- integration of traditional credit can be extremely effective at small-scale level;
- choice of production means bought on credit left as far as possible to beneficiaries will enhance their commitment to reimbursement;
- mobilisation of savings and cooperation with formal credit institutions where they operate in rural and fishing communities will enhance the chances of long-term survival of schemes which otherwise risk collapse at the end of external project funding.
Last but not least, formalisation of all stages of the project, including definition of appropriate performance indicators, is believed to be a prerequisite for proper progress reports to ensure timely help if difficulties arise, or through technical reports for wider distribution to share experience and capitalise on them.
All this has recently been presented to the Article 193 Committee of the Lomonvention. Its general work and particularly its continued striving for improved quality of cooperation in all sectors is well known to readers of The Courier. The Committee has deliberated on these Basic Principles and the ACP/EEC Council of Ministers adopted them at its most recent meeting in March 1990 in Fiji.
As readers may imagine, those directly concerned with the sector have not waited to adopt many of the recommendations of the evaluation report and the Basic Principles and have sought ways to become more efficient and effective. One practical step to improve the openness of EC fisheries cooperation to other countries and donors is through a special EC Fisheries Cooperation Bulletin which has appeared quarterly in English and French since December 1988.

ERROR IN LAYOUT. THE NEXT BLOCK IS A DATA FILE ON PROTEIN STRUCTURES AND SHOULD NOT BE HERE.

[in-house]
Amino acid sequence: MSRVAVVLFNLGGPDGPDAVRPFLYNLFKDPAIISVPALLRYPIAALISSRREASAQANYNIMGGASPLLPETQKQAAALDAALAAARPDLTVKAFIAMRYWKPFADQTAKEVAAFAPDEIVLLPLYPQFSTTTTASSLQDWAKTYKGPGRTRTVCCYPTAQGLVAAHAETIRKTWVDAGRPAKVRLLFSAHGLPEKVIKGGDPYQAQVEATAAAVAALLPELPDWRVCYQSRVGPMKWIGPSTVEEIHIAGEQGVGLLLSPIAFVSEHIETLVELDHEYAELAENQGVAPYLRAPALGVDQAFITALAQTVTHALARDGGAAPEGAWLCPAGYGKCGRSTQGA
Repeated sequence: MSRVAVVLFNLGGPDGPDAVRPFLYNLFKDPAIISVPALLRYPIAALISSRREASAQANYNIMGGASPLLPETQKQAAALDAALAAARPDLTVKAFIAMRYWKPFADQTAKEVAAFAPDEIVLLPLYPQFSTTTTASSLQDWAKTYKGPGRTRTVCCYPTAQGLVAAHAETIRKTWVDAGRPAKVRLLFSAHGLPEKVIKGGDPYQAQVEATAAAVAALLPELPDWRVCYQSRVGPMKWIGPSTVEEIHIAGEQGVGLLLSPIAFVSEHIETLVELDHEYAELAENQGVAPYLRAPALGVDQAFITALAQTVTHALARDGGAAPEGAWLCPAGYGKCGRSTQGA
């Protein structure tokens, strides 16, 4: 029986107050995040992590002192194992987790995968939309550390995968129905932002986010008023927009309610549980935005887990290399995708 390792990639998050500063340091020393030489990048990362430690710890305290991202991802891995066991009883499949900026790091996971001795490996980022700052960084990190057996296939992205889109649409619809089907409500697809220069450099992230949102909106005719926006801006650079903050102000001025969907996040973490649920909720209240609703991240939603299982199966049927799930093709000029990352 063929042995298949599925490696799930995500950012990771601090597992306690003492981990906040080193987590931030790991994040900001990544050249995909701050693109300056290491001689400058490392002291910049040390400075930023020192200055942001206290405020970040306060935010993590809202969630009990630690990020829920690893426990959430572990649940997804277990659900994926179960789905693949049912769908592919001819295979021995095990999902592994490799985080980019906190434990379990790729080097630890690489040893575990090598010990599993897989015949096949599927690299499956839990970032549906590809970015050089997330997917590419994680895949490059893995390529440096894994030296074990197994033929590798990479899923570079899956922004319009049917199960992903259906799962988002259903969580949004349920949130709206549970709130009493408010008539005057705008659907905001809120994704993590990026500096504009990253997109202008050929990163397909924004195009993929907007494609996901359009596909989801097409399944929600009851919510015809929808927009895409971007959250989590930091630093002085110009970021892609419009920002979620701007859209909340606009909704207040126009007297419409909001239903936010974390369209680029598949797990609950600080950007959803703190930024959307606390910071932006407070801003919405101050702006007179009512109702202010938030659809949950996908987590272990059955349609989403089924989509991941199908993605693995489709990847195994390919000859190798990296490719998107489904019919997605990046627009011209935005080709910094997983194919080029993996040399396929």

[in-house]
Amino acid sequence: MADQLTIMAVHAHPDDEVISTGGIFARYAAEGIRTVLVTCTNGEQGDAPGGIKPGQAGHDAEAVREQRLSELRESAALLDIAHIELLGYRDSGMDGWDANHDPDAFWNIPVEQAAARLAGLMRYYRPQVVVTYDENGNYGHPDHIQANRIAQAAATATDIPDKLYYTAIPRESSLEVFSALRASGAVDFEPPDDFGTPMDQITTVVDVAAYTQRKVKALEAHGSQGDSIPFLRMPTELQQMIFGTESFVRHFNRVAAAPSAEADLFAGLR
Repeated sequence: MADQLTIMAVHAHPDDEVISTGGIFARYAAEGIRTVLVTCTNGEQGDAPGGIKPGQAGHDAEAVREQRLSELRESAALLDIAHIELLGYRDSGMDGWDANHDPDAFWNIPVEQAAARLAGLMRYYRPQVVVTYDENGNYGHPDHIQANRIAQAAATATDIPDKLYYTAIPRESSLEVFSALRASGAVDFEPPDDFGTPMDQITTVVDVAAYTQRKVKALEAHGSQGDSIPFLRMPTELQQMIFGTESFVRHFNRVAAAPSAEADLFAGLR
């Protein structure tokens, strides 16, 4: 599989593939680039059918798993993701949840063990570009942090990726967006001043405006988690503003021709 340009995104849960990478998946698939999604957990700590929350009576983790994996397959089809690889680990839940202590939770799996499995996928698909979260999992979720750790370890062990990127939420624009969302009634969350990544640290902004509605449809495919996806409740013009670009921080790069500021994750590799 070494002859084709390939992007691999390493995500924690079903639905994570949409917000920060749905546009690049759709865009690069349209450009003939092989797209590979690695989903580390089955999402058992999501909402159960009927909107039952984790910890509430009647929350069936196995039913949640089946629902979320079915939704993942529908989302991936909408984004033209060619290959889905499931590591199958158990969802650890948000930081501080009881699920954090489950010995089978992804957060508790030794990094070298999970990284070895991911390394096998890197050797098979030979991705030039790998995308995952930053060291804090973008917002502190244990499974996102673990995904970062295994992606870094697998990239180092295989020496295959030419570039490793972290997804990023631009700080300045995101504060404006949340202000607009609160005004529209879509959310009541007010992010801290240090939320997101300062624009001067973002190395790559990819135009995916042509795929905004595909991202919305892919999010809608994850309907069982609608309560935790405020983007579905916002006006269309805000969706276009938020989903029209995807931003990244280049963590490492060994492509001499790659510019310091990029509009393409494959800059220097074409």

Work has also continued on a more substantial follow-up of the sectoral evaluation and the Basic Principles, not only through regular exchange between fisheries officers in ACP countries and the Commission, but also with fisheries advisers of EC Member States. One result of these efforts has been more detailed draft guidelines on how to prepare fisheries and aquaculture projects to work upstream of the problems identified. They are a reaction to the analysis of changes characterising the sector in this decade of adjustment after the expansion and crisis of the resource and the industry.
That natural resources are becoming increasingly rare is not the least indicated by the slowing down of annual production increases of about 1% in the face of population growth outstripping it by far, and overall price increases of the commodity of around 4-5% per year.
Limitation of natural resources and capture fisheries increases the chances of aquaculture- and culture-based fisheries becoming economically feasible where it used not to be. However, the analysis calls for caution in avoiding the mistakes of the past, where ample assistance focused on bio-technical aspects, while constraints appear to have dominated on the socioeconomic side. In other words, successful introduction or strengthening of various forms of aquaculture hinge on a comprehensive analysis of the total production system, including people, their social organisation, land and water tenure systems, production conditions and access to markets and market conditions.
The guidelines try to address these challenges and offer a framework in which to carry out work in a more systematic way and, above all, to help fulfil a greater share of the sectors substantial potential if it is properly understood and managed. Should this perhaps invite ACP and donor administrations to take a second look at their own fisheries department or service and their working conditions?